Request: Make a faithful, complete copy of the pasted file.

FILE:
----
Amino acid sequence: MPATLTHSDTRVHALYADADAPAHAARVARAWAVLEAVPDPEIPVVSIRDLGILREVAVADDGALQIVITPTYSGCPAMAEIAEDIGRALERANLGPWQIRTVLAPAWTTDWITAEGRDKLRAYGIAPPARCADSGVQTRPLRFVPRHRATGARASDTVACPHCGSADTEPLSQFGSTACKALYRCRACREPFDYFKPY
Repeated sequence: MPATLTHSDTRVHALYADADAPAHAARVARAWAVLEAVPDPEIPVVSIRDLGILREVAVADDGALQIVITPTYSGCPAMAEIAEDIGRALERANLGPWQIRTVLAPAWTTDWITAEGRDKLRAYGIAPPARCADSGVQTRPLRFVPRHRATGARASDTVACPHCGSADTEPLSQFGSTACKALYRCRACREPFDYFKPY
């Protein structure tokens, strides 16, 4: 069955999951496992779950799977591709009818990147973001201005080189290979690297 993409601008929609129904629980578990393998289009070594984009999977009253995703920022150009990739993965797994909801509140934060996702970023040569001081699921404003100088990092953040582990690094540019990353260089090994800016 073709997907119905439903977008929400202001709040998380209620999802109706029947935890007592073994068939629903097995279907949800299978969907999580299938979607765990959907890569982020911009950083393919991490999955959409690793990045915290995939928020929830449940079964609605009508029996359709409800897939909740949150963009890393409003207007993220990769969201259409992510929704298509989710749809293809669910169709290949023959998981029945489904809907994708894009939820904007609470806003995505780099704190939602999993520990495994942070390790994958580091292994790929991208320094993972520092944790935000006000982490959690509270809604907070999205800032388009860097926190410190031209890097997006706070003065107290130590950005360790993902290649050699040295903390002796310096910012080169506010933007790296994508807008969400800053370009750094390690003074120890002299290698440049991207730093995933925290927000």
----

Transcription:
Amino acid sequence: MPATLTHSDTRVHALYADADAPAHAARVARAWAVLEAVPDPEIPVVSIRDLGILREVAVADDGALQIVITPTYSGCPAMAEIAEDIGRALERANLGPWQIRTVLAPAWTTDWITAEGRDKLRAYGIAPPARCADSGVQTRPLRFVPRHRATGARASDTVACPHCGSADTEPLSQFGSTACKALYRCRACREPFDYFKPY
Repeated sequence: MPATLTHSDTRVHALYADADAPAHAARVARAWAVLEAVPDPEIPVVSIRDLGILREVAVADDGALQIVITPTYSGCPAMAEIAEDIGRALERANLGPWQIRTVLAPAWTTDWITAEGRDKLRAYGIAPPARCADSGVQTRPLRFVPRHRATGARASDTVACPHCGSADTEPLSQFGSTACKALYRCRACREPFDYFKPY
């Protein structure tokens, strides 16, 4: 069955999951496992779950799977591709009818990147973001201005080189290979690297 993409601008929609129904629980578990393998289009070594984009999977009253995703920022150009990739993965797994909801509140934060996702970023040569001081699921404003100088990092953040582990690094540019990353260089090994800016 073709997907119905439903977008929400202001709040998380209620999802109706029947935890007592073994068939629903097995279907949800299978969907999580299938979607765990959907890569982020911009950083393919991490999955959409690793990045915290995939928020929830449940079964609605009508029996359709409800897939909740949150963009890393409003207007993220990769969201259409992510929704298509989710749809293809669910169709290949023959998981029945489904809907994708894009939820904007609470806003995505780099704190939602999993520990495994942070390790994958580091292994790929991208320094993972520092944790935000006000982490959690509270809604907070999205800032388009860097926190410190031209890097997006706070003065107290130590950005360790993902290649050699040295903390002796310096910012080169506010933007790296994508807008969400800053370009750094390690003074120890002299290698440049991207730093995933925290927000």